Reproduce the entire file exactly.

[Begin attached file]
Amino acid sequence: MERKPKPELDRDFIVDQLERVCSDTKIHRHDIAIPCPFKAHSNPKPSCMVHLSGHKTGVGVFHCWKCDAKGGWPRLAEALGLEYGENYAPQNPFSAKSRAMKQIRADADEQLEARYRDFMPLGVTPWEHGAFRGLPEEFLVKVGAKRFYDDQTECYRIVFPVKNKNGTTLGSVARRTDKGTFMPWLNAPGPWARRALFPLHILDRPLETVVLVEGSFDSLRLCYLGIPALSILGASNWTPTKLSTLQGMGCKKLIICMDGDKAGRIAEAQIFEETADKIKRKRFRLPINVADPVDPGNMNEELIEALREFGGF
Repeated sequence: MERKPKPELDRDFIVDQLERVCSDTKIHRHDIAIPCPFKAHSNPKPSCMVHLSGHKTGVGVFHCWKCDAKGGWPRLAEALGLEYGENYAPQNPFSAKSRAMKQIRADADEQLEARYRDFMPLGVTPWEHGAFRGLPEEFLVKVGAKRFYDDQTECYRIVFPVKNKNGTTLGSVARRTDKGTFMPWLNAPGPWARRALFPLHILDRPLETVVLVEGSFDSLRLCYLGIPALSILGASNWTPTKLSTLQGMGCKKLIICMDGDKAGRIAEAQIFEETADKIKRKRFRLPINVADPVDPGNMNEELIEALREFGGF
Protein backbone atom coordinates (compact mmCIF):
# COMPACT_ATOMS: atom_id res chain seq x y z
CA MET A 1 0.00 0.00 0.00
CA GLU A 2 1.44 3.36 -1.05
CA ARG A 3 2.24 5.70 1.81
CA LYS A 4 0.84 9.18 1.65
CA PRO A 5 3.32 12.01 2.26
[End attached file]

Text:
Amino acid sequence: MERKPKPELDRDFIVDQLERVCSDTKIHRHDIAIPCPFKAHSNPKPSCMVHLSGHKTGVGVFHCWKCDAKGGWPRLAEALGLEYGENYAPQNPFSAKSRAMKQIRADADEQLEARYRDFMPLGVTPWEHGAFRGLPEEFLVKVGAKRFYDDQTECYRIVFPVKNKNGTTLGSVARRTDKGTFMPWLNAPGPWARRALFPLHILDRPLETVVLVEGSFDSLRLCYLGIPALSILGASNWTPTKLSTLQGMGCKKLIICMDGDKAGRIAEAQIFEETADKIKRKRFRLPINVADPVDPGNMNEELIEALREFGGF
Repeated sequence: MERKPKPELDRDFIVDQLERVCSDTKIHRHDIAIPCPFKAHSNPKPSCMVHLSGHKTGVGVFHCWKCDAKGGWPRLAEALGLEYGENYAPQNPFSAKSRAMKQIRADADEQLEARYRDFMPLGVTPWEHGAFRGLPEEFLVKVGAKRFYDDQTECYRIVFPVKNKNGTTLGSVARRTDKGTFMPWLNAPGPWARRALFPLHILDRPLETVVLVEGSFDSLRLCYLGIPALSILGASNWTPTKLSTLQGMGCKKLIICMDGDKAGRIAEAQIFEETADKIKRKRFRLPINVADPVDPGNMNEELIEALREFGGF
Protein backbone atom coordinates (compact mmCIF):
# COMPACT_ATOMS: atom_id res chain seq x y z
CA MET A 1 0.00 0.00 0.00
CA GLU A 2 1.44 3.36 -1.05
CA ARG A 3 2.24 5.70 1.81
CA LYS A 4 0.84 9.18 1.65
CA PRO A 5 3.32 12.01 2.26